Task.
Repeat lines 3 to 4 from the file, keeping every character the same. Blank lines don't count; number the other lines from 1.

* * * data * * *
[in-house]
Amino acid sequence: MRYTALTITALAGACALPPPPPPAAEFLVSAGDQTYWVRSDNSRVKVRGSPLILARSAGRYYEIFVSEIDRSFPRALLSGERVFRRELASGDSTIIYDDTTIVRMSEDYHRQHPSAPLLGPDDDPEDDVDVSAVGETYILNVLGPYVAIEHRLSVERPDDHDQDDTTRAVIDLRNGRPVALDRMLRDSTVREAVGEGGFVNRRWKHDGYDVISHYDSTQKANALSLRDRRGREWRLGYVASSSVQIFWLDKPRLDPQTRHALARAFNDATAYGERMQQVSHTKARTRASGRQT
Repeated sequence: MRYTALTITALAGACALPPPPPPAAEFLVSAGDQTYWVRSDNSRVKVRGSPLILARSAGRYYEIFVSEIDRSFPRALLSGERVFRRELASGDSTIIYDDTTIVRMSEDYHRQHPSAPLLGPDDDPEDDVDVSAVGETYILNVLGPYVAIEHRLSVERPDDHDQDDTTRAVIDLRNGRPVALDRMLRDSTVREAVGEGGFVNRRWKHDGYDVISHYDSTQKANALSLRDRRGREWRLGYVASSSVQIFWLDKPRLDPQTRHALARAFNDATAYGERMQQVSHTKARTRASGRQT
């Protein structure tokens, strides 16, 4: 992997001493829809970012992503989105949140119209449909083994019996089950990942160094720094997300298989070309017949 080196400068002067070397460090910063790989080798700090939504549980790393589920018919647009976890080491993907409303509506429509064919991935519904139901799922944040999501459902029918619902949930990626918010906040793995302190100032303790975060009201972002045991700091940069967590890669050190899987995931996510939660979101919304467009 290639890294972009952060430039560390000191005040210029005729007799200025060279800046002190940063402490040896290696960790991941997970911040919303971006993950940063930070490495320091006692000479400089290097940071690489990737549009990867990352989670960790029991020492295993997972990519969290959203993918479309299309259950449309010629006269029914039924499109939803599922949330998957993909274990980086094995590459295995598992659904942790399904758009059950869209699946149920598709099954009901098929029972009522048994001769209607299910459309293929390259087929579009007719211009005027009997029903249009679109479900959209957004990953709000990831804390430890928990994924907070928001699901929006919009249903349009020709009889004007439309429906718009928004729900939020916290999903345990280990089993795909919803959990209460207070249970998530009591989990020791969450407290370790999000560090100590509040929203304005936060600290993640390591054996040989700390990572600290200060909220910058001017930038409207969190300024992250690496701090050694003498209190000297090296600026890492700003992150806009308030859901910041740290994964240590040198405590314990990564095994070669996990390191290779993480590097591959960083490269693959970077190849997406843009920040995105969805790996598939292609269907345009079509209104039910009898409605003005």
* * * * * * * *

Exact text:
Repeated sequence: MRYTALTITALAGACALPPPPPPAAEFLVSAGDQTYWVRSDNSRVKVRGSPLILARSAGRYYEIFVSEIDRSFPRALLSGERVFRRELASGDSTIIYDDTTIVRMSEDYHRQHPSAPLLGPDDDPEDDVDVSAVGETYILNVLGPYVAIEHRLSVERPDDHDQDDTTRAVIDLRNGRPVALDRMLRDSTVREAVGEGGFVNRRWKHDGYDVISHYDSTQKANALSLRDRRGREWRLGYVASSSVQIFWLDKPRLDPQTRHALARAFNDATAYGERMQQVSHTKARTRASGRQT
């Protein structure tokens, strides 16, 4: 992997001493829809970012992503989105949140119209449909083994019996089950990942160094720094997300298989070309017949 080196400068002067070397460090910063790989080798700090939504549980790393589920018919647009976890080491993907409303509506429509064919991935519904139901799922944040999501459902029918619902949930990626918010906040793995302190100032303790975060009201972002045991700091940069967590890669050190899987995931996510939660979101919304467009 290639890294972009952060430039560390000191005040210029005729007799200025060279800046002190940063402490040896290696960790991941997970911040919303971006993950940063930070490495320091006692000479400089290097940071690489990737549009990867990352989670960790029991020492295993997972990519969290959203993918479309299309259950449309010629006269029914039924499109939803599922949330998957993909274990980086094995590459295995598992659904942790399904758009059950869209699946149920598709099954009901098929029972009522048994001769209607299910459309293929390259087929579009007719211009005027009997029903249009679109479900959209957004990953709000990831804390430890928990994924907070928001699901929006919009249903349009020709009889004007439309429906718009928004729900939020916290999903345990280990089993795909919803959990209460207070249970998530009591989990020791969450407290370790999000560090100590509040929203304005936060600290993640390591054996040989700390990572600290200060909220910058001017930038409207969190300024992250690496701090050694003498209190000297090296600026890492700003992150806009308030859901910041740290994964240590040198405590314990990564095994070669996990390191290779993480590097591959960083490269693959970077190849997406843009920040995105969805790996598939292609269907345009079509209104039910009898409605003005």